WACO Two weeks after lighting up the college football world with an upset of then-No. 14 ranked TCU, Baylor quarterback Robert Griffin III was back at it despite some interference by Mother Nature.
Griffin had 343 yards of total offense including 78 rushing and three touchdowns through the air as he led No. 19 Baylor to a weather-shortened 48-0 beatdown of Stephen F. Austin in just three quarters of play Saturday evening at Floyd Casey Stadium. With lightning and rain threatening from the northeast, interrupting play twice, the last of which forced the game to get called with 2:58 remaining in the third quarter at the insistence of both head coaches. The final three minutes were run off by officials as players and coaches shook hands at midfield.
The Lumberjacks were actually all off the field and on their way to the visitor's locker room with 25 seconds still left on the running clock.
"Per NCAA rules, by my understanding, which I just found out tonight, you have to complete three quarters for it to count," Baylor coach Art Briles said. "That's all we were trying to shoot for get three quarters in the book and get a 'W' and get ready to play Rice next week.
"You know, we got a win and it rains, that's pretty hard to beat this time of year."
The game was initially suspended with 2:14 left in the second quarter after lightning was detected five miles from the stadium, prompting a 41-minute delay. With more rain and lightning on its way, both schools decided to forgo halftime completely and shorten the third and fourth quarters to 12 minutes each.
"We're like the rain delay team," Griffin joked. "I don't know what it is, God's just like, 'All right delay.' But we're used to it now, so you just sit back and relax and you pretty much get to start the game all over."
Despite the stoppages, Griffin or RGIII was back to his Heisman campaign, throwing for 265 yards on 20-of-22 passing for a single-game school-record 90.9 completion percentage. For the year, the former Copperas Cove standout has as many touchdowns (8) as incompletions.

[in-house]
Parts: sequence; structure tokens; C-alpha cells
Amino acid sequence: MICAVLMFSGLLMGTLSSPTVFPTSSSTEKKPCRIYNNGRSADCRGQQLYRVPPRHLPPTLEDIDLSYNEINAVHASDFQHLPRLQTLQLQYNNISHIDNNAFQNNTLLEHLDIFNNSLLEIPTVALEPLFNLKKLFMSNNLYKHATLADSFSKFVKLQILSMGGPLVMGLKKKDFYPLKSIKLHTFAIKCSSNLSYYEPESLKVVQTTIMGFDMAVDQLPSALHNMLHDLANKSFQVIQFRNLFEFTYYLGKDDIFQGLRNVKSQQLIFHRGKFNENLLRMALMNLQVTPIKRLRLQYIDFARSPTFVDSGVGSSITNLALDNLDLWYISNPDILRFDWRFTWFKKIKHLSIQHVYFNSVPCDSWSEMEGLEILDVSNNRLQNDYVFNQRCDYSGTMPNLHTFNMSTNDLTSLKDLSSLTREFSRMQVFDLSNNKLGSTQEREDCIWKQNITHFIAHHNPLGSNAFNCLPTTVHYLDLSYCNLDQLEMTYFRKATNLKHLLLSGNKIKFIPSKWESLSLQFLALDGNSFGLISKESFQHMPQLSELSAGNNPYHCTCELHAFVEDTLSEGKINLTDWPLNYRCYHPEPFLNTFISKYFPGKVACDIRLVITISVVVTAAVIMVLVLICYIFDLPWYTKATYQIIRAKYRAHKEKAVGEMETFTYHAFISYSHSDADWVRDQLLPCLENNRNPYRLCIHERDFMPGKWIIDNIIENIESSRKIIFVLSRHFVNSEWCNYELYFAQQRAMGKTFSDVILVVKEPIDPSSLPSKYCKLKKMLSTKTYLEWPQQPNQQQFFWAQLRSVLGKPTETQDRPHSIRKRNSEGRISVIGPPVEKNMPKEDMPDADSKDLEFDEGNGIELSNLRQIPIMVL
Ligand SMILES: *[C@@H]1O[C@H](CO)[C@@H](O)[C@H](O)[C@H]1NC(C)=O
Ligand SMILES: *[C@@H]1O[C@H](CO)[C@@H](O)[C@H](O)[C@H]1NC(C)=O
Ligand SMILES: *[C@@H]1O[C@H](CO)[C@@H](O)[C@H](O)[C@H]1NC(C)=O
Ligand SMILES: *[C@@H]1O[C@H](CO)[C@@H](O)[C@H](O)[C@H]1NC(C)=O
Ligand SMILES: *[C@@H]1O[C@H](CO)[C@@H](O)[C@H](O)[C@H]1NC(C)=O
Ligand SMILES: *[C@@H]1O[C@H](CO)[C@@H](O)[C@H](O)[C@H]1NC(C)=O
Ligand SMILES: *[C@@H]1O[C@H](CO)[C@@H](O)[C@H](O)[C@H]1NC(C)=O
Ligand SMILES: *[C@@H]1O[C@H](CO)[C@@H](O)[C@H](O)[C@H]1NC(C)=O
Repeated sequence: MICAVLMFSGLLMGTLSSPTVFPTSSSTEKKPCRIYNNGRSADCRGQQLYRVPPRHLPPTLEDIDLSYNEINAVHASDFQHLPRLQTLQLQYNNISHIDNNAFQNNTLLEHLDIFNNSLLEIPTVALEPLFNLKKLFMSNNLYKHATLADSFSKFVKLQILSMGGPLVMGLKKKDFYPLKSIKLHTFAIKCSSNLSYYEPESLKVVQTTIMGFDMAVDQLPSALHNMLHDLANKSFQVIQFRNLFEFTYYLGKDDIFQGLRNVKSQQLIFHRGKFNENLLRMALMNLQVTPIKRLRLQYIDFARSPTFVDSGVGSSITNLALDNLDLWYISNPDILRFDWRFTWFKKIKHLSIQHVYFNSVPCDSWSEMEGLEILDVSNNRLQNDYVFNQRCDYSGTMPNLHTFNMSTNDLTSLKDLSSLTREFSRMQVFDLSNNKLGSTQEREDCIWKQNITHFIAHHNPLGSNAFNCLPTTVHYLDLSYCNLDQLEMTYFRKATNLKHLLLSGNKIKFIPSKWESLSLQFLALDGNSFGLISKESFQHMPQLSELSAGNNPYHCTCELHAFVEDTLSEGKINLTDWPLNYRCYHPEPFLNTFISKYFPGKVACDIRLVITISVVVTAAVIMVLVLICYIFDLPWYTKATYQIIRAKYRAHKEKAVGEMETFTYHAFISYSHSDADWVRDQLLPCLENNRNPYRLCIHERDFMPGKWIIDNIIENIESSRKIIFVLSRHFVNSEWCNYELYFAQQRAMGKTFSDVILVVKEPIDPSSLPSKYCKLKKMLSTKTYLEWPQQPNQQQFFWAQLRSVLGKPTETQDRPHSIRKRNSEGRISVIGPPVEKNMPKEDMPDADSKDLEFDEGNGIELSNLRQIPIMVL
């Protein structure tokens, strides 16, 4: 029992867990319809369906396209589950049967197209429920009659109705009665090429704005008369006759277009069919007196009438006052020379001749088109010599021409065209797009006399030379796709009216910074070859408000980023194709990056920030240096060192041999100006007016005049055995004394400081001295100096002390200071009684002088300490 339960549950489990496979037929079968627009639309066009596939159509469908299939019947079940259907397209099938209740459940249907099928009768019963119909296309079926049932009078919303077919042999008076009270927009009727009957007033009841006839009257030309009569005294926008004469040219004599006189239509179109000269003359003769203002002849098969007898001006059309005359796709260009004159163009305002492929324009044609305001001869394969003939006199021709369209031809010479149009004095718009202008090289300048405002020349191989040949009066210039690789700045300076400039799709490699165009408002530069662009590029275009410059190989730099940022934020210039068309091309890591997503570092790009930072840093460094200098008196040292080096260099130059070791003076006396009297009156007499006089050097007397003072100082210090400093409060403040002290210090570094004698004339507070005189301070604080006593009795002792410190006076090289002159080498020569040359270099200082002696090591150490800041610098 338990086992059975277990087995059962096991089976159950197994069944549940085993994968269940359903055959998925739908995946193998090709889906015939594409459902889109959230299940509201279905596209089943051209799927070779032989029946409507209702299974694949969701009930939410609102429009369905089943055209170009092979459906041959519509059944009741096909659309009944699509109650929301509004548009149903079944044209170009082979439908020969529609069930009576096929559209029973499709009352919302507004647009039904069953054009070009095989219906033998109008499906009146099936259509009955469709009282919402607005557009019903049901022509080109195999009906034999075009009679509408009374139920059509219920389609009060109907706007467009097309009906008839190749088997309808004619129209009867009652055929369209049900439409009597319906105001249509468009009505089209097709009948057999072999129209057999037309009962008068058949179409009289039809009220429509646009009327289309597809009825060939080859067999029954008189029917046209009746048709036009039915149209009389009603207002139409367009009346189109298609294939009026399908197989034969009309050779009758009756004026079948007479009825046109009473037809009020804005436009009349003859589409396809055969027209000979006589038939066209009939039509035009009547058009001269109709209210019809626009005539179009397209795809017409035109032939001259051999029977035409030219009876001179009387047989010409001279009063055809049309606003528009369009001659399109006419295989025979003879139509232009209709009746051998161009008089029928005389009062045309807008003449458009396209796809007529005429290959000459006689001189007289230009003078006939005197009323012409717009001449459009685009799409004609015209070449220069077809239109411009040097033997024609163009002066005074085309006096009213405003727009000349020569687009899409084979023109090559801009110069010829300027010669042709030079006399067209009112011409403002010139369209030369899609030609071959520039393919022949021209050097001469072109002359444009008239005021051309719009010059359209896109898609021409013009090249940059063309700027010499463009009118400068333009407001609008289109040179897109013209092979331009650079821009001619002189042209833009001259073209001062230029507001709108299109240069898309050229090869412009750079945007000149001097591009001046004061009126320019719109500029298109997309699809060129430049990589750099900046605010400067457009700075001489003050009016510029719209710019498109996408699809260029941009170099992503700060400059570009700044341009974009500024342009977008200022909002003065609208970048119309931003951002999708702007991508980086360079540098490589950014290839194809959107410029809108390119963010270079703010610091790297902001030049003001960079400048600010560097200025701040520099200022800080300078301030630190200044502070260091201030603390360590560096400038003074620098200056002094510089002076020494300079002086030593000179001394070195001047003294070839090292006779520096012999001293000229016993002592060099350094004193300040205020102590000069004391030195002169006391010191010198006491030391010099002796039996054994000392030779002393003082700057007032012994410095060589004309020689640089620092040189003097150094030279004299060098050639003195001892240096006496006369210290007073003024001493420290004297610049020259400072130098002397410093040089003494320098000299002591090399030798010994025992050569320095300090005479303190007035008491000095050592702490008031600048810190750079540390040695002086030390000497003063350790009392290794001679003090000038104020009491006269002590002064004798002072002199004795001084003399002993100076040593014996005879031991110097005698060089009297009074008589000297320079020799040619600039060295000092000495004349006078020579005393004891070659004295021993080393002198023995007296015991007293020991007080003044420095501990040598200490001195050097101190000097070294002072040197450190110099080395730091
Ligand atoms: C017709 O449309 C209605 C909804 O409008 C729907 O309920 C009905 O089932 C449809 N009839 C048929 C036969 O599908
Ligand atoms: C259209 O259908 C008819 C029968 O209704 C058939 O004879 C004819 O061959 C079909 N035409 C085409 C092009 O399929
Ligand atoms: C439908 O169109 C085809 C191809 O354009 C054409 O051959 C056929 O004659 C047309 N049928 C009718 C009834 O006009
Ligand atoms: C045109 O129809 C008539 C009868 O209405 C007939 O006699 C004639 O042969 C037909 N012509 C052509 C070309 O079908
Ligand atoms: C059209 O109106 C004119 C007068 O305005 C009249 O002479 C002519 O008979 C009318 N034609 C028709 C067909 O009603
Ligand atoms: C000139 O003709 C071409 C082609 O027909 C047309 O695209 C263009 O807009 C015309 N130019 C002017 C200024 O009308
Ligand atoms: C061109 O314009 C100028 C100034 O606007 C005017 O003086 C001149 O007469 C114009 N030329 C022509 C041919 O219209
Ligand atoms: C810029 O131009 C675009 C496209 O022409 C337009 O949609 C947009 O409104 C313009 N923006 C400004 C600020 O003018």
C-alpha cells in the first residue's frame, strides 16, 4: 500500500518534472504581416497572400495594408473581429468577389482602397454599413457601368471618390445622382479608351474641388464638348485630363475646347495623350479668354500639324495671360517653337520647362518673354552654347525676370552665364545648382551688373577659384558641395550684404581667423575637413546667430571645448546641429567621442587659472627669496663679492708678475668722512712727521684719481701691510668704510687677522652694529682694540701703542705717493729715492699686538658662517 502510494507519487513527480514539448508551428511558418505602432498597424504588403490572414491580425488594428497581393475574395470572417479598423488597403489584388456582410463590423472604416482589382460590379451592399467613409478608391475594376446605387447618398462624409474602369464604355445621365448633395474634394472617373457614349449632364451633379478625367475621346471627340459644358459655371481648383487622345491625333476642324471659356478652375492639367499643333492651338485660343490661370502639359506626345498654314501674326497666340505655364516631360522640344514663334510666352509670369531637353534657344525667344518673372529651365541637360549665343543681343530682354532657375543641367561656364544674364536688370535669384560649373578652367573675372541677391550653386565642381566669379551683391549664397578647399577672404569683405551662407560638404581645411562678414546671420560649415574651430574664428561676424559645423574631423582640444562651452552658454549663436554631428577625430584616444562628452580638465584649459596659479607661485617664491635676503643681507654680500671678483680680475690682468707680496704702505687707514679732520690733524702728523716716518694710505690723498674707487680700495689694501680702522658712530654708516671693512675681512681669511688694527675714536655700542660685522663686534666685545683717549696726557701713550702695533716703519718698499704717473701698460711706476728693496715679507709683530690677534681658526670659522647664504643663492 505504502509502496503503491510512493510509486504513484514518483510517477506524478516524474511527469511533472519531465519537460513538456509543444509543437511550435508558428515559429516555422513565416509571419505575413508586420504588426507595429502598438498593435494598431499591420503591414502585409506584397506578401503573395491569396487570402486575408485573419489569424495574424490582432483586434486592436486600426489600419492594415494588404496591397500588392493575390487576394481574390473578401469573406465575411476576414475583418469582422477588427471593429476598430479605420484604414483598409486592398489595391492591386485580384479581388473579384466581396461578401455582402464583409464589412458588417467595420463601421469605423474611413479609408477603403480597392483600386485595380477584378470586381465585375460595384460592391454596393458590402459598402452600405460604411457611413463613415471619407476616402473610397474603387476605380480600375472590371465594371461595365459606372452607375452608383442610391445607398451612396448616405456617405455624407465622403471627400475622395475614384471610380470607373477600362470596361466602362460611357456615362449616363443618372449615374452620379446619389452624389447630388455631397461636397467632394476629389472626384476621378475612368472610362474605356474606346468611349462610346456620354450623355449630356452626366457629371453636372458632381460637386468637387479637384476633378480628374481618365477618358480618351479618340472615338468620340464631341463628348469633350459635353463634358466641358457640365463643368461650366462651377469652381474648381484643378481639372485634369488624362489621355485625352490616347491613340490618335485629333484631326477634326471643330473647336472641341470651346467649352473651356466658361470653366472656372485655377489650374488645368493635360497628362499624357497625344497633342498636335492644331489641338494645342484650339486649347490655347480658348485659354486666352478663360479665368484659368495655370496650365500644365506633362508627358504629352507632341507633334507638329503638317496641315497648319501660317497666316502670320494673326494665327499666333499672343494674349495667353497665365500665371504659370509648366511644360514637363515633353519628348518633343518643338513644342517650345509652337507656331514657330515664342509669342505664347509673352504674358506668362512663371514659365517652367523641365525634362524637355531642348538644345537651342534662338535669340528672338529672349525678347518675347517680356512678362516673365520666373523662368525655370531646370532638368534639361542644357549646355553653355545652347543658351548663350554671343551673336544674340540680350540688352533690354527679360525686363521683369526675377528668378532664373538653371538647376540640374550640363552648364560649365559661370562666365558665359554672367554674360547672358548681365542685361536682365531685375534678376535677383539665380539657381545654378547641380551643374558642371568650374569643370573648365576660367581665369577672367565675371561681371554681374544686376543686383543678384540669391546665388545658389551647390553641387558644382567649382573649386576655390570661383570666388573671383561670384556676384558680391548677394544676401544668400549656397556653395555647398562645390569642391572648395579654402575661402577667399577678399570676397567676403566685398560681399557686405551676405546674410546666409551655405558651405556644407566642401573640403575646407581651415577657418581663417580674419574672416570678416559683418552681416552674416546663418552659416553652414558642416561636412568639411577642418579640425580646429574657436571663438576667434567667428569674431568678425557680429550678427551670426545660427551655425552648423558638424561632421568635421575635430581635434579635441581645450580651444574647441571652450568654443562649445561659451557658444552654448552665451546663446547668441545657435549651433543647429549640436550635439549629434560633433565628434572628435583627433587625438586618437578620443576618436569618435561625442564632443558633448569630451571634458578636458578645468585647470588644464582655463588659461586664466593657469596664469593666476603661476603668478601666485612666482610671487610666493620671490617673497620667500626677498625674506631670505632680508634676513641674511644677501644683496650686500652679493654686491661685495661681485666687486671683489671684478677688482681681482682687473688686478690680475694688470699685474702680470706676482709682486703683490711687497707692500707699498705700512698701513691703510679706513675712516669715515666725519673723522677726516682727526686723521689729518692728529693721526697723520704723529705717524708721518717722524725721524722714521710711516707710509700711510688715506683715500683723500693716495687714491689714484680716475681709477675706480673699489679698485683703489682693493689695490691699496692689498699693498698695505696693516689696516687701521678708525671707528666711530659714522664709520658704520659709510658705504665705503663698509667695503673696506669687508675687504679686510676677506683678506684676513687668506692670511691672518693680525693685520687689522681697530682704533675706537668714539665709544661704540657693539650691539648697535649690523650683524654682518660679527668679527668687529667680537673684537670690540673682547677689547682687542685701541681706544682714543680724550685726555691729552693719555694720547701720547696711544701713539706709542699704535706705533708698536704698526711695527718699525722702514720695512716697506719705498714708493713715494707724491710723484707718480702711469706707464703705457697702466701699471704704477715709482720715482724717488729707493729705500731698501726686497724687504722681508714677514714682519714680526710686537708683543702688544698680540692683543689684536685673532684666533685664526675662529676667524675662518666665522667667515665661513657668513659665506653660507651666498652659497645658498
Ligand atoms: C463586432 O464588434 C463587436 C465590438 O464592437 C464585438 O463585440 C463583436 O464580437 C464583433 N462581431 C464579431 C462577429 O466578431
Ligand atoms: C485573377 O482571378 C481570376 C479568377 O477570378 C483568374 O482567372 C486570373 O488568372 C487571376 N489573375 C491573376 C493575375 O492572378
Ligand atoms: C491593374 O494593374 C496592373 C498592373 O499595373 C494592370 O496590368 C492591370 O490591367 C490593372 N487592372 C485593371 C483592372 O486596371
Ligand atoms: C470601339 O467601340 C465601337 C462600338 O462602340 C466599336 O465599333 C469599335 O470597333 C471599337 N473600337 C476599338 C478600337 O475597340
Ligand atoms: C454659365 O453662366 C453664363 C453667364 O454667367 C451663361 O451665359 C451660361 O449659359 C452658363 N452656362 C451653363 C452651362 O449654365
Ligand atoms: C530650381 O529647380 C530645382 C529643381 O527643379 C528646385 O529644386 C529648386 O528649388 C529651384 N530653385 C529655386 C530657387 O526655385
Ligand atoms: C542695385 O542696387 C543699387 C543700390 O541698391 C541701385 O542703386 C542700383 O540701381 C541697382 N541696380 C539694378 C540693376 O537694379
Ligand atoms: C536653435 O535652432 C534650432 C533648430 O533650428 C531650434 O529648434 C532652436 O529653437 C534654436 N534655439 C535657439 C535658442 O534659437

"I thought he was playing at a real high level the whole game, I thought he kept plays alive and he definitely gave us a spark offensively," Briles said. "He came (in) game-speed ready."
Griffin showed off that speed, too, on several occasions Saturday night. Even after taking a big first-quarter hit to the thighs on a 12-yard first-down scamper in which he hurdled a defender and flipped end-over-end out of bounds, Griffin didn't shy away from contact. Early in the second quarter, Griffin rolled to his left on second-and-7 before deciding to run with it, sprinting between two Lumberjack defenders for 35 yards before stepping safely out of bounds.
The run set up a quick 10-yard strike from Griffin to tight end Jerod Monk for a 17-0 lead four minutes into the second quarter.
"(Assistant) coach (Dino) Babers said he's never seen me run faster than that in his life, and he doesn't throw out compliments very often," Griffin grinned. "I saw No. 2 (Ben Wells) come off but he wasn't really sure if I was going to run or throw and by the time he saw me, he couldn't make a play."
The Bears (2-0) were lights-out on offense, scoring on their first five possessions as Griffin repeatedly extended plays with his legs and lit up the scoreboard with his arm, which included hitting favorite target Kendall Wright on a 66-yard touchdown that gave Baylor a 31-0 lead just before the first lightning delay.
The Lumberjacks (1-2) weren't so lucky, despite moving the ball effectively on their first three offensive possessions, getting deep into Baylor territory each time only to get turned away thanks to turnovers.
In fact, SFA actually outgained Baylor 185-113 in the first quarter and made it to the Bears' 4-yard line before Baylor linebacker Brody Trahan stripped tailback Gus Johnson and big nose tackle Nicholas Jean-Baptiste pounced on it just 2½ minutes into the second.
"All I saw was Brody made a good strip of the ball and I saw the ball in the air and I just dove on it," said Jean-Baptiste, who finished with a team-high seven tackles and a sack. "The ball was still kind of rolling around when I dove on it, but I was able to grab it right before the ref came in there."
After the fumble, the Baylor defense locked down, allowing just two first downs the rest of the game for its first shutout since 1995 (N.C. State) and first at home since Oct. 26, 1985, against TCU.